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Flashback to William Hurt's First Movie, the Trippy 'Altered States'

William Hurt in "Altered States": 1950-2022

Willliam Hurt, who died at 71 on March 13, got his start in 1980 playing psychonaut Dr. Edward Jessep in Altered States, directed by Ken Russell and written by Paddy Chayefsky. Eddie's a researcher at Columbia University who's into isolation tanks and magic/psilocybin mushrooms, both popular in the '70s.

In a 1999, Altered States placed No. 14 on High TimesTop 25 Drug Movies of All Time. It's No. 108 on Ranker's list. The book Reefer Movie Madness calls it "one of the great psychedelic movies."

"Eddie wants to regress to some quasi-Simian creation," the review reads. "'He starts with sensory deprivation, then ups the ante, traveling to Mexico, where he trip with Indians on Amanita muscaria, experiencing truly mind-blowing and even life-changing hallucinations.

"Eddie brings the strange brew back with him to the lab and that's when his body starts devolving into a gorilla, werewolf-style. One night he explodes out of the tank and ends up in a local zoo, gnawing on an antelope."

In his appreciation of Hurt at Variety, Owen Glieberman calls the movie a "loony-tunes acid-head psychodrama."

In the video below, Renegade Cut says, "Altered States is more like The Matrix in that it wants to explore psychological and physiological concepts, but has no pretense about being scientically accurate. That's fine. The Matrix's goal is not to be true to science. It's something more abstract. And so too is Altered States."

"Altered States" poster, 1980

Mushrooms appear to be the key psychotropic ingredient in the pot stirred by the Hinchi tribe. Renegated Cut alternately refers to Amanita and ayahuasca, the Amazon hallucinogen, as the drug he drinks.

There's also another ingredient, "first flower," noted in the clip above and at Wikipedia:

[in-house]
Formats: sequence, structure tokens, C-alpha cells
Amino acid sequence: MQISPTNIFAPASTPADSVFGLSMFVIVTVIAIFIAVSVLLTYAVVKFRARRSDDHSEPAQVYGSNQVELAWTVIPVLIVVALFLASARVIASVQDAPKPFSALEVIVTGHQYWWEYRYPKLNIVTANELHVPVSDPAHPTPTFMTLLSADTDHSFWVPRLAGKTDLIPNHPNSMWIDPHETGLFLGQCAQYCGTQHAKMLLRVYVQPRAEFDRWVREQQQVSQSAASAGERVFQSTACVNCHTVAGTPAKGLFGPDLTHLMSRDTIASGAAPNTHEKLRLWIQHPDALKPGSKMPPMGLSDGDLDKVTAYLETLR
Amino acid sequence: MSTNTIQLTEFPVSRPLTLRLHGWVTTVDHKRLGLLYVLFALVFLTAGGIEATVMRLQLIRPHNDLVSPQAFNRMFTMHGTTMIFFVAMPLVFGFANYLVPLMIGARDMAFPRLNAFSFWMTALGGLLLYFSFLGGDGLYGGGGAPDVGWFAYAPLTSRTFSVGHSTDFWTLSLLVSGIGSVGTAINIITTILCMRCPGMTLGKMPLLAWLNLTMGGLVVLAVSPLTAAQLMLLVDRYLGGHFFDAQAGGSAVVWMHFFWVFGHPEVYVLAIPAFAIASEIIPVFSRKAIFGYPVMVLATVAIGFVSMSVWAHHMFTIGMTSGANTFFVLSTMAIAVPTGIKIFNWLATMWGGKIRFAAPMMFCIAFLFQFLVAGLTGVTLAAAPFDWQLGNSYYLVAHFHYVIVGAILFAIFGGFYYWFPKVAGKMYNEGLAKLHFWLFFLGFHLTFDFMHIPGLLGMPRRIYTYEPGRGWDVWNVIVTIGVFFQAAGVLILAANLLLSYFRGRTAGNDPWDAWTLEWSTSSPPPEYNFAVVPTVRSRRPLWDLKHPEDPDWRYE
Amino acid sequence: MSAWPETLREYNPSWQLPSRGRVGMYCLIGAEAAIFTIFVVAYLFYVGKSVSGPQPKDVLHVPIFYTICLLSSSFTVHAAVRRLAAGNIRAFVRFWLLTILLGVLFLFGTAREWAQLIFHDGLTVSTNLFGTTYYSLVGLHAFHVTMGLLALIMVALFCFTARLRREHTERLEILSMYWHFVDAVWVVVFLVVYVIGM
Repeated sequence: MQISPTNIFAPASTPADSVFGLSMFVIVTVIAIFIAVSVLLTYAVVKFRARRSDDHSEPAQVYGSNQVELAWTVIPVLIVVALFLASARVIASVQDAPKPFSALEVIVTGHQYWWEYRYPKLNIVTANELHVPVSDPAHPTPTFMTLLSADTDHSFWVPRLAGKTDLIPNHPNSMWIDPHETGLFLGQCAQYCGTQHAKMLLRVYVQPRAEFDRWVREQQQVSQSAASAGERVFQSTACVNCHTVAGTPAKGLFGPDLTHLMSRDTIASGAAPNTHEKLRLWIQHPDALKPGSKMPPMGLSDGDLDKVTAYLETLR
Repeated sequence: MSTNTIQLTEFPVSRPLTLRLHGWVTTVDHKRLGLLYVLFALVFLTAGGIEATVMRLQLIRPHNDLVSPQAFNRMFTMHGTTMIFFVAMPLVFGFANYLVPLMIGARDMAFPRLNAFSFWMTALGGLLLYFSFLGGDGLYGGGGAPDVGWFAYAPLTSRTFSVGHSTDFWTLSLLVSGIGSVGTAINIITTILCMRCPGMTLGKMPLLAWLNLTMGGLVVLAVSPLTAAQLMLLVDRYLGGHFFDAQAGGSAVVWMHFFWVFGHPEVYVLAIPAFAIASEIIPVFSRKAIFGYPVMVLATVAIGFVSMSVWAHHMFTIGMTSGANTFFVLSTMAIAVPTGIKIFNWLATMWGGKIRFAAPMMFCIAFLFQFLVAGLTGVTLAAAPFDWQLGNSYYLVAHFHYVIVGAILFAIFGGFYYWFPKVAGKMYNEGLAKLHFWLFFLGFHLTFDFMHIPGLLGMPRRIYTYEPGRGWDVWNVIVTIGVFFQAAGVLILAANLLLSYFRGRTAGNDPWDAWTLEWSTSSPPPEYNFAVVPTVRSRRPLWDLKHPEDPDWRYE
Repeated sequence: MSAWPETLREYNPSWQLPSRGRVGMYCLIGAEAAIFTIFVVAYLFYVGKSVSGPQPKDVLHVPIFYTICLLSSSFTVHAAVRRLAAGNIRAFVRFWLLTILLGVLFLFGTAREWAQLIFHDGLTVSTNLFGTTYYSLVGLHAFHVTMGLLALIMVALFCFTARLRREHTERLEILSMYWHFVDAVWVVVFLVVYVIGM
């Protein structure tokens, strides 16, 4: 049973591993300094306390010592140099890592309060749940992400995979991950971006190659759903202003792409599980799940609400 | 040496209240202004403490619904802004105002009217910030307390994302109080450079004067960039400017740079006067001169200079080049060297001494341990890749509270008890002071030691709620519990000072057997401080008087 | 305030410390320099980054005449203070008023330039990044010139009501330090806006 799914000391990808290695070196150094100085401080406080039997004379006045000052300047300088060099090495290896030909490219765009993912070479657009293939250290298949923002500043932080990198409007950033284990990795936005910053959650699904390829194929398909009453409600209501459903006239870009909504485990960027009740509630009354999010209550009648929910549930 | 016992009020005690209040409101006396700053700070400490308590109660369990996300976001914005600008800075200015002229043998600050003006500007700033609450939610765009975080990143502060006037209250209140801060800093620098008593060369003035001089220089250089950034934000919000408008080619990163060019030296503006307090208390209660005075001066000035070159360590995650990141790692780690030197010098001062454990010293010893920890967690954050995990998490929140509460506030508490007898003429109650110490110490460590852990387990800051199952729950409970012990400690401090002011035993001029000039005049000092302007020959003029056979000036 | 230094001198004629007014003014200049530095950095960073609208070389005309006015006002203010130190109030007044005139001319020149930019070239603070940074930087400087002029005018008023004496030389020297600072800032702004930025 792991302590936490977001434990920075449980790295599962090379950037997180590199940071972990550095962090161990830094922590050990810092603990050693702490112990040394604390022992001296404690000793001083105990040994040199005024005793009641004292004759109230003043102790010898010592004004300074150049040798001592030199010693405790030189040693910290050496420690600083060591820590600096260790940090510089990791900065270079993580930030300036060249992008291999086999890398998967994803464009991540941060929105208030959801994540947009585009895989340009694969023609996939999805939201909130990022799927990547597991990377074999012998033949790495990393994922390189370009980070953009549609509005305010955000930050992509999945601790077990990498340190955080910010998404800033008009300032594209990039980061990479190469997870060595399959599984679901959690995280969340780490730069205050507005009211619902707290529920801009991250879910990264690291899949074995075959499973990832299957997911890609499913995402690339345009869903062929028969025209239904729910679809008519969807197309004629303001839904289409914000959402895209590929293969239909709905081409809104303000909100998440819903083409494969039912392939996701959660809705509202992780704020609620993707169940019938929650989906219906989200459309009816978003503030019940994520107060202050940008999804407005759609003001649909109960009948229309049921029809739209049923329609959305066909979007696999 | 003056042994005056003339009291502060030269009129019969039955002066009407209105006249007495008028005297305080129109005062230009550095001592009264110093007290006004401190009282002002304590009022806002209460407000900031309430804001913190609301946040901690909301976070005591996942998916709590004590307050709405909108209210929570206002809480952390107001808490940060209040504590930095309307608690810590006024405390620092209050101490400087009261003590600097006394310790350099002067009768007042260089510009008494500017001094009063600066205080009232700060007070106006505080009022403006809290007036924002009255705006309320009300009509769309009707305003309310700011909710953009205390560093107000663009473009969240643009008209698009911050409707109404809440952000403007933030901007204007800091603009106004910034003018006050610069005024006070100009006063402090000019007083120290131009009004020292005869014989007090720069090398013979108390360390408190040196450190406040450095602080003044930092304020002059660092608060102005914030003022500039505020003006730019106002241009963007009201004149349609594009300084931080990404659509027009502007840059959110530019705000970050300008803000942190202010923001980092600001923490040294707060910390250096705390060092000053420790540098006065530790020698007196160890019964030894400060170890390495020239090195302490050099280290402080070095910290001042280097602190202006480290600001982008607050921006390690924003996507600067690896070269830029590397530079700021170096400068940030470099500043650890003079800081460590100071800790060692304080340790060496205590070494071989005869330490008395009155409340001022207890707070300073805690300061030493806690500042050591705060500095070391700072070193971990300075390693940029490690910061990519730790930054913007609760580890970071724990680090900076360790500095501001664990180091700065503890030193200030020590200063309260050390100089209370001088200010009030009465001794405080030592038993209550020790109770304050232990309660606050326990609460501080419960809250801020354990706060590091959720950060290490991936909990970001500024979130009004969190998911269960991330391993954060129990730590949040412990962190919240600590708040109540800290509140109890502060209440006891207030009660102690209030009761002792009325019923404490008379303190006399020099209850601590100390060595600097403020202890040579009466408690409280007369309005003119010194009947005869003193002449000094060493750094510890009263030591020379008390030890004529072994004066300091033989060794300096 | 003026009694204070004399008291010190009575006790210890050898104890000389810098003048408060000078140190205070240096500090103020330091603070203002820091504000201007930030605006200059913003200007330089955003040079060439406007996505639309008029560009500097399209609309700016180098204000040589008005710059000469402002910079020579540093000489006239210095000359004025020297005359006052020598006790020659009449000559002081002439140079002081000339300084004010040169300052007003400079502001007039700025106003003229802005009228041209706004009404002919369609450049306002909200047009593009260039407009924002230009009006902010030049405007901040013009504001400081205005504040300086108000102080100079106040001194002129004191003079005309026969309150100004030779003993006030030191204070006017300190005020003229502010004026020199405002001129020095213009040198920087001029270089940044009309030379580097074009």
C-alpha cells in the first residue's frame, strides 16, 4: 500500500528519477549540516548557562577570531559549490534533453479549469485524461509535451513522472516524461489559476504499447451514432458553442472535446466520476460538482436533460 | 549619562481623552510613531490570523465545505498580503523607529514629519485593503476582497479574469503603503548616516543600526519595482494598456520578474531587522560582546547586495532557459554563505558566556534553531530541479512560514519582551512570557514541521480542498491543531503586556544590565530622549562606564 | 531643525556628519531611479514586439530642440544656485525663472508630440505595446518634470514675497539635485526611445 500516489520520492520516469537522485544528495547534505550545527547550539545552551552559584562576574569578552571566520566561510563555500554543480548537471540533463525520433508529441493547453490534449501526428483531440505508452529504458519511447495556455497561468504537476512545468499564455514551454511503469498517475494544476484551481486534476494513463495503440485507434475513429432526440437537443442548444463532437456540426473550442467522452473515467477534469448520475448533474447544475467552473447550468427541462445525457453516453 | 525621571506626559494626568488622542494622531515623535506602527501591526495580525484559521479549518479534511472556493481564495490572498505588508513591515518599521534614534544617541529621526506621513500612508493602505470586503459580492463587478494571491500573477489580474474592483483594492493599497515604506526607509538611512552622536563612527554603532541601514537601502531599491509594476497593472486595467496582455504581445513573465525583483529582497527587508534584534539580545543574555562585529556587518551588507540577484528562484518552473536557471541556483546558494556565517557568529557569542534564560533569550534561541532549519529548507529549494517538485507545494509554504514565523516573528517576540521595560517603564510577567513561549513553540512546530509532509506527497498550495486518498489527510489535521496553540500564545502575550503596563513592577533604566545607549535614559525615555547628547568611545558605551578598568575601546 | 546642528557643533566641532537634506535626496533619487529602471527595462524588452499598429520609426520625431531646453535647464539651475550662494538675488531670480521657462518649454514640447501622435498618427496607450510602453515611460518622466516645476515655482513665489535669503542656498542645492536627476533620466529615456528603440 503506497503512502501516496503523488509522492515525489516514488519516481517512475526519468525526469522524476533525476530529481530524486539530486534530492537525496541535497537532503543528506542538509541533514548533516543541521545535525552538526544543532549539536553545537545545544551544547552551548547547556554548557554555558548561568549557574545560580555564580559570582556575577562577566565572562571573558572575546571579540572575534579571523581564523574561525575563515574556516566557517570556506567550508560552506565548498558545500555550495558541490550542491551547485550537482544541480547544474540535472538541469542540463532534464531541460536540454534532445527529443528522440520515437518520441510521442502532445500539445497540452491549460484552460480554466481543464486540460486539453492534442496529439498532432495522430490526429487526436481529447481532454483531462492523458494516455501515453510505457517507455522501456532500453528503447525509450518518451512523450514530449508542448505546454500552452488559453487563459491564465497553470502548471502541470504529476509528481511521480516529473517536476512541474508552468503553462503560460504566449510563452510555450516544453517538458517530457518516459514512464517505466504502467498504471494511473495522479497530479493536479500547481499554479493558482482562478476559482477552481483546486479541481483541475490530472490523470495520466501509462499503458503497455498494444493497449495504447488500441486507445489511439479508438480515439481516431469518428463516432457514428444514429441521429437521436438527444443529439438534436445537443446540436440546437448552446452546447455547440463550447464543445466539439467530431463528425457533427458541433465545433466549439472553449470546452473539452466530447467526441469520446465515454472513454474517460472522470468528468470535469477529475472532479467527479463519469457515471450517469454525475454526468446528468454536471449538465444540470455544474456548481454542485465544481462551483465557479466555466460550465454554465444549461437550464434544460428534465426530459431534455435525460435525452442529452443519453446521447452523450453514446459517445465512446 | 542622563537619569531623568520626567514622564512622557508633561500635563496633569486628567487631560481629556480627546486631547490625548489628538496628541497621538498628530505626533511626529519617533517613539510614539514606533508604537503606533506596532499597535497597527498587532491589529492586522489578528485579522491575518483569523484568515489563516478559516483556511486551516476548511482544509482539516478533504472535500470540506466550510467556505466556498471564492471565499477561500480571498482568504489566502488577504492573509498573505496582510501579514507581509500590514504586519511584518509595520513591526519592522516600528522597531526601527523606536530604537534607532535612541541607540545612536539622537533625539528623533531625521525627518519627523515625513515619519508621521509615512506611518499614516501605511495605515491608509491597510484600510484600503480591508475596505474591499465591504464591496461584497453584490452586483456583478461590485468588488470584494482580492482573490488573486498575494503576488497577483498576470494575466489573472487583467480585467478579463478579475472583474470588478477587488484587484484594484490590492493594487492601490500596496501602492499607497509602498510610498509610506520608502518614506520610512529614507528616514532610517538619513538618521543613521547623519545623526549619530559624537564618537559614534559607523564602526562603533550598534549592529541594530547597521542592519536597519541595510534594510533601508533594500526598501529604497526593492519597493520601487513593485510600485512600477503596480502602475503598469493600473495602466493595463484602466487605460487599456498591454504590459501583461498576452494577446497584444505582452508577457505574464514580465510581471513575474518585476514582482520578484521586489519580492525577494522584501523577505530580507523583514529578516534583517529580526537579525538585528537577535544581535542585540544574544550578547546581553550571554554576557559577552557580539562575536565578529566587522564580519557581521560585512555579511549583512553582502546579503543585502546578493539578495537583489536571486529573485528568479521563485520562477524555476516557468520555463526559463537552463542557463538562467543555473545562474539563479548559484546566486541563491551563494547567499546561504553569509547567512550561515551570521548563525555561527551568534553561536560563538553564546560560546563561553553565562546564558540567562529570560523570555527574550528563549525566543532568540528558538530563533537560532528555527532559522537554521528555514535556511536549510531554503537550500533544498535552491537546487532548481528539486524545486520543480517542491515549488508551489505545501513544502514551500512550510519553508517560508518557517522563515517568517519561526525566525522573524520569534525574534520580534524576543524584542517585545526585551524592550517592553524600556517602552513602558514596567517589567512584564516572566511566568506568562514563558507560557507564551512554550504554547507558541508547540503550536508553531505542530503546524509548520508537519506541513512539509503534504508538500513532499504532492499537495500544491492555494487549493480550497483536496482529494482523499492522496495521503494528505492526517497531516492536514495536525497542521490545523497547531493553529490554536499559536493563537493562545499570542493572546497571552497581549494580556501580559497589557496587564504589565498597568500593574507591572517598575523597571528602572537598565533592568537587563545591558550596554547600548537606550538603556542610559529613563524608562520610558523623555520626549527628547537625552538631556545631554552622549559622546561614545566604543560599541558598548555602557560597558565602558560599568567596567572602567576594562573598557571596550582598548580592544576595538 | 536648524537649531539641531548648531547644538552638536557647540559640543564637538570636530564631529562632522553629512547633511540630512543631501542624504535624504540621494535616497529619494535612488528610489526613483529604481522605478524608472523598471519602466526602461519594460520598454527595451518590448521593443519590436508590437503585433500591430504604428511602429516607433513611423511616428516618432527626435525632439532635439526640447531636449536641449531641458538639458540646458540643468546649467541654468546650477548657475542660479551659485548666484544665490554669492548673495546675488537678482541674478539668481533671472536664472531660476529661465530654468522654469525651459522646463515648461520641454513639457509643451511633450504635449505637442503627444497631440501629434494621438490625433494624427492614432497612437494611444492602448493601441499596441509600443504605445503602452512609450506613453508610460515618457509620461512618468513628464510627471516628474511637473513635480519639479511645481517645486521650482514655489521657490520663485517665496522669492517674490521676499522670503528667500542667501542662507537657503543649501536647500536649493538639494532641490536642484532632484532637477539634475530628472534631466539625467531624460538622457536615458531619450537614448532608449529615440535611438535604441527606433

"Edward is told by his guide, Eduardo Echeverria, that the Hinchi use in their ceremonies a potion containing the sacred mushroom Amanita muscaria and the shrub Sinicuiche (Heimia salicifolia), which they are collecting for next year's ceremonies. The tribe calls Heimia salicifolia by a Hinchi name meaning 'first/primordial flower' in recognition of the deep memory states which it can evoke. An indigenous elder (brujo) is seen with a root (presumably intended to be a Heimia root) in his hand, which he asks Edward to hold, before cutting it in order to add some drops of blood to the mixture he is preparing. Immediately after consuming the mixture, Edward experiences bizarre, intense hallucinations."

Once Eddie begins taking the shamanic concoction while in the tank, all hell breaks loose as he's plunged into a hellish landscape he may not get out of.

But eventually everything works out for Eddie and his equally daring wife Emily (Blair Brown). With heightened interest in psychedelics these day, Altered States is worth watching (again or for the first time). 

 

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Steve Bloom

Steve Bloom

Publisher of CelebStoner.com, former editor of High Times and Freedom Leaf and co-author of Pot Culture and Reefer Movie Madness.